Then he gave the list to Bill Morden, BBDO's chief creative officer. "We said, 'You can be as creative as you want to be, but you have to deliver all of these things,'" Mr. Schroer recalls. The result: campaigns, including the Hemi engine effort, that were some of the most memorable in recent industry history and that helped give Chrysler a great run from 2003 through 2005.
What 'exciting' means
Clients and agencies owe it to their mutual success to apply systematic, left-brain thinking to the right-brain creative process. "If the client wants something 'exciting,' you need to quiz one another about what 'exciting' means," says Lynne Hambleton, a business consultant and co-author of the book, "Six Sigma for Marketing Processes: An Overview for Marketing Executives, Leaders and Managers." "Otherwise you can see a lot of time burned up on both sides of the house with nothing to show for it at the end."
Agencies can avoid this by bridging the gap internally. Donat Wald partners Amir Haque, a Yale M.B.A., and Lucas Donat "start with financial modeling of a client before we even attempt strategic and creative solutions," says Mr. Donat. "Ultimately, our work is accountable to those numbers."
EHarmony.com is a client of the Santa Monica, Calif., agency. And Neil Clark Warren, the psychologist and statistician who founded the matchmaking website, appreciates their left-brained approach. "Yet he's a very emotional person, and his advertising ultimately is more emotional than most other advertising out there," Mr. Donat says.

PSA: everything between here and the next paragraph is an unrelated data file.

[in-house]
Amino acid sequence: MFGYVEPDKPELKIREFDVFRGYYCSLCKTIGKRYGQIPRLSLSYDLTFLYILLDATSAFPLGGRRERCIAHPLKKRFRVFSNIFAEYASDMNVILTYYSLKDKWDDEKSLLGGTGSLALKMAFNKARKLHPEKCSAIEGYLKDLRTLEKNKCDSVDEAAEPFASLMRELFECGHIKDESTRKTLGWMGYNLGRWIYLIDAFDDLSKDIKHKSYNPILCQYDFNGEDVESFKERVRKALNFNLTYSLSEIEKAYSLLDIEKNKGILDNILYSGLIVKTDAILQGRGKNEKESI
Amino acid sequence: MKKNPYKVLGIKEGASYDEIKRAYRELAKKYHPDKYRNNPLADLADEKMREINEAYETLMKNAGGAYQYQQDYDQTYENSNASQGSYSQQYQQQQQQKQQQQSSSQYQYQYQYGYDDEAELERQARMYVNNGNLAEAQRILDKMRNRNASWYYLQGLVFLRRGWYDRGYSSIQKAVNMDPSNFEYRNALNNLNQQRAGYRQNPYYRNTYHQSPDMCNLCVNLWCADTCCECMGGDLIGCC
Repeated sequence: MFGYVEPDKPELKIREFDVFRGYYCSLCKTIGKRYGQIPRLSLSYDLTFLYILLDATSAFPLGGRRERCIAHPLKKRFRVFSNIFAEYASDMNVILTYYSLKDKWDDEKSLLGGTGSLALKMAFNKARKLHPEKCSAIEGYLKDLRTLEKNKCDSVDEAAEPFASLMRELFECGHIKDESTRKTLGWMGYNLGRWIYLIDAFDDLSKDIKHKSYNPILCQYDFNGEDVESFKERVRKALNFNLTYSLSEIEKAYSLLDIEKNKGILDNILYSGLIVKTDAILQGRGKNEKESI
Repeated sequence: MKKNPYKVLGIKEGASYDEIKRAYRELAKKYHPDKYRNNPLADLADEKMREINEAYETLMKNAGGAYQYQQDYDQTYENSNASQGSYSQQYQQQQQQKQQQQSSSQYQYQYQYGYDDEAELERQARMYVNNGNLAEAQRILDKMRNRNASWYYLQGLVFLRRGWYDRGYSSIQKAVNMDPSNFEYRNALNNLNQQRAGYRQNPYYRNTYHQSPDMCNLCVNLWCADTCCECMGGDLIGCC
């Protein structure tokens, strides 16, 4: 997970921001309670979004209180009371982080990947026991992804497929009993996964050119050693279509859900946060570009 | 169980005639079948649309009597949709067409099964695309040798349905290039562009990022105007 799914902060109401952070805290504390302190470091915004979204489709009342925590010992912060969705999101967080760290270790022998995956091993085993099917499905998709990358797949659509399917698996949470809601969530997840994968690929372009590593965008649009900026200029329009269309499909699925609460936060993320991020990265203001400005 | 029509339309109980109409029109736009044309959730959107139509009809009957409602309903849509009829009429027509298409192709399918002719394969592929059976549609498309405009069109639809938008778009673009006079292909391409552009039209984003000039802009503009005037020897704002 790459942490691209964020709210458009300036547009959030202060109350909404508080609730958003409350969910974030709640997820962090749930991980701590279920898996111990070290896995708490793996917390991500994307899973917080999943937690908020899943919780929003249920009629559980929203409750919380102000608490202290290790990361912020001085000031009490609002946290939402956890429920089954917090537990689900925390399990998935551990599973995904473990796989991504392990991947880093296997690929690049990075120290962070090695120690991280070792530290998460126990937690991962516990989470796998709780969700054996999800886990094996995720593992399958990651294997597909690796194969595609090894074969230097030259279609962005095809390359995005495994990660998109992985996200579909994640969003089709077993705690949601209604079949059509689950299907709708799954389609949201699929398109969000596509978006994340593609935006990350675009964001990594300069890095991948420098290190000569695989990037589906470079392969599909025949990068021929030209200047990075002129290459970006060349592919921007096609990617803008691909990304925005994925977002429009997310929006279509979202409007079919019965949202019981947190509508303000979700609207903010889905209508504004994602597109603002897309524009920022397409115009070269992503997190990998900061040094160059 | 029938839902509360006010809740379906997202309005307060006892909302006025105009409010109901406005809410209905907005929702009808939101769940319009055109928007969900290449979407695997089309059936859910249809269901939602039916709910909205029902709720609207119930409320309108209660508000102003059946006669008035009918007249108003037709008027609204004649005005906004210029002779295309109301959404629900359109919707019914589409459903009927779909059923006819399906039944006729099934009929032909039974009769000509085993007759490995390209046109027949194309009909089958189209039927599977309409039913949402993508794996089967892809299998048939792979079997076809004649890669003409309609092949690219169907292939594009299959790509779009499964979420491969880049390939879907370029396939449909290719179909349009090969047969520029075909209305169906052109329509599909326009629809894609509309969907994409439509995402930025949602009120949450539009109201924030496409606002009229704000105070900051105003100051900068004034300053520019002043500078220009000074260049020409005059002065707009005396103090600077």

Erin Patton learned the power of right-brain thinking while CMO for the Air Jordan brand at Nike. But he's also a Southern Methodist University M.B.A. So he was ready to deliver when Steve & Barry's, a discount sports-retailing chain, was looking for an agency to launch a low-price sneaker and apparel brand endorsed by New York Knicks star Stephon Marbury.
"I understood that everything in their business is based on ROI, and that would be especially true with a $14.98 sneaker in a business where early adopters are willing to shell out $200 a pair," says Mr. Patton, now principal of the Mastermind Group, in New York. "But we knew we couldn't rely on a big brand bomb. We knew that every dollar we spent had to translate into customer acquisition or retention."
Steve & Barry's Howard Schacter agrees with Patton's self-assessment. "We had our execution capabilities in pretty good order," says the chief partnership officer for the Port Washington, N.Y., retailer. "What we really required was an understanding of that audience and [the sneaker] business, and that's what Erin brought to the table -- as well as creative capabilities that could supplement our own."